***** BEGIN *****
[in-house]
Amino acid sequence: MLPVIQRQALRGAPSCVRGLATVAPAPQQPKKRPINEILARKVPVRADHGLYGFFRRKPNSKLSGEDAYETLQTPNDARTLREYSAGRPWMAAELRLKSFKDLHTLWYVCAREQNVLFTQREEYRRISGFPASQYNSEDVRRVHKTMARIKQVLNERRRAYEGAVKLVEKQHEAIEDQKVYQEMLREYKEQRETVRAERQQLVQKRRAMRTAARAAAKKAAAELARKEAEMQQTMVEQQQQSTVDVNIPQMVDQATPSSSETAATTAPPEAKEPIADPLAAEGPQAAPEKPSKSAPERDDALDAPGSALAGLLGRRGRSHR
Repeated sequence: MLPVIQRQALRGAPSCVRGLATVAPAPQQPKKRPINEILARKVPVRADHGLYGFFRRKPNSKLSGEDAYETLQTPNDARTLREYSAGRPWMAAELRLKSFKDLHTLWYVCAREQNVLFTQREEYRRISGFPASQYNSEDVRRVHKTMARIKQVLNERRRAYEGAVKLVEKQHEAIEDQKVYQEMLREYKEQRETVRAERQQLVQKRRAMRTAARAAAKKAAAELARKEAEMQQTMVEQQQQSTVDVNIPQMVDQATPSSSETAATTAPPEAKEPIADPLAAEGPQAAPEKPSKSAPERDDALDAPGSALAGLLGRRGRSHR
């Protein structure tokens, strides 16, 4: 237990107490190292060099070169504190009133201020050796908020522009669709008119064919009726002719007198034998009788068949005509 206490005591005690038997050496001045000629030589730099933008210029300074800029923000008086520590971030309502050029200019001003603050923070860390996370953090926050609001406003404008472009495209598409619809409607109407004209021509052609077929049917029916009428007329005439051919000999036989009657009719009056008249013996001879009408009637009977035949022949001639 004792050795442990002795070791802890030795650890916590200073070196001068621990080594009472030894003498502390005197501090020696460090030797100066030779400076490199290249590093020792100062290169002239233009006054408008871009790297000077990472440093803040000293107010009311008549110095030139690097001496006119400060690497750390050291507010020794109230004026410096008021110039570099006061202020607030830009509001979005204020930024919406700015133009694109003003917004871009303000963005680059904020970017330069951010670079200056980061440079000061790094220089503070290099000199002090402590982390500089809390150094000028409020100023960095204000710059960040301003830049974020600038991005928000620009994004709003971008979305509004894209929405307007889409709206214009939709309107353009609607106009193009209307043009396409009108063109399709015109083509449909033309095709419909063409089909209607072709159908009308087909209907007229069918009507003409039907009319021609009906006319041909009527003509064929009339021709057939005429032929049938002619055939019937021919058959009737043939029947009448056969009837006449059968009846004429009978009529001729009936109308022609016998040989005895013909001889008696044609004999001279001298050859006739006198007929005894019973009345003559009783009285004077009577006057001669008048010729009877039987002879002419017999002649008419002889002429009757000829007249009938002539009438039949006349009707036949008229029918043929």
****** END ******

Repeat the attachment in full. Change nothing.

[in-house]
Amino acid sequence: MLPVIQRQALRGAPSCVRGLATVAPAPQQPKKRPINEILARKVPVRADHGLYGFFRRKPNSKLSGEDAYETLQTPNDARTLREYSAGRPWMAAELRLKSFKDLHTLWYVCAREQNVLFTQREEYRRISGFPASQYNSEDVRRVHKTMARIKQVLNERRRAYEGAVKLVEKQHEAIEDQKVYQEMLREYKEQRETVRAERQQLVQKRRAMRTAARAAAKKAAAELARKEAEMQQTMVEQQQQSTVDVNIPQMVDQATPSSSETAATTAPPEAKEPIADPLAAEGPQAAPEKPSKSAPERDDALDAPGSALAGLLGRRGRSHR
Repeated sequence: MLPVIQRQALRGAPSCVRGLATVAPAPQQPKKRPINEILARKVPVRADHGLYGFFRRKPNSKLSGEDAYETLQTPNDARTLREYSAGRPWMAAELRLKSFKDLHTLWYVCAREQNVLFTQREEYRRISGFPASQYNSEDVRRVHKTMARIKQVLNERRRAYEGAVKLVEKQHEAIEDQKVYQEMLREYKEQRETVRAERQQLVQKRRAMRTAARAAAKKAAAELARKEAEMQQTMVEQQQQSTVDVNIPQMVDQATPSSSETAATTAPPEAKEPIADPLAAEGPQAAPEKPSKSAPERDDALDAPGSALAGLLGRRGRSHR
């Protein structure tokens, strides 16, 4: 237990107490190292060099070169504190009133201020050796908020522009669709008119064919009726002719007198034998009788068949005509 206490005591005690038997050496001045000629030589730099933008210029300074800029923000008086520590971030309502050029200019001003603050923070860390996370953090926050609001406003404008472009495209598409619809409607109407004209021509052609077929049917029916009428007329005439051919000999036989009657009719009056008249013996001879009408009637009977035949022949001639 004792050795442990002795070791802890030795650890916590200073070196001068621990080594009472030894003498502390005197501090020696460090030797100066030779400076490199290249590093020792100062290169002239233009006054408008871009790297000077990472440093803040000293107010009311008549110095030139690097001496006119400060690497750390050291507010020794109230004026410096008021110039570099006061202020607030830009509001979005204020930024919406700015133009694109003003917004871009303000963005680059904020970017330069951010670079200056980061440079000061790094220089503070290099000199002090402590982390500089809390150094000028409020100023960095204000710059960040301003830049974020600038991005928000620009994004709003971008979305509004894209929405307007889409709206214009939709309107353009609607106009193009209307043009396409009108063109399709015109083509449909033309095709419909063409089909209607072709159908009308087909209907007229069918009507003409039907009319021609009906006319041909009527003509064929009339021709057939005429032929049938002619055939019937021919058959009737043939029947009448056969009837006449059968009846004429009978009529001729009936109308022609016998040989005895013909001889008696044609004999001279001298050859006739006198007929005894019973009345003559009783009285004077009577006057001669008048010729009877039987002879002419017999002649008419002889002429009757000829007249009938002539009438039949006349009707036949008229029918043929």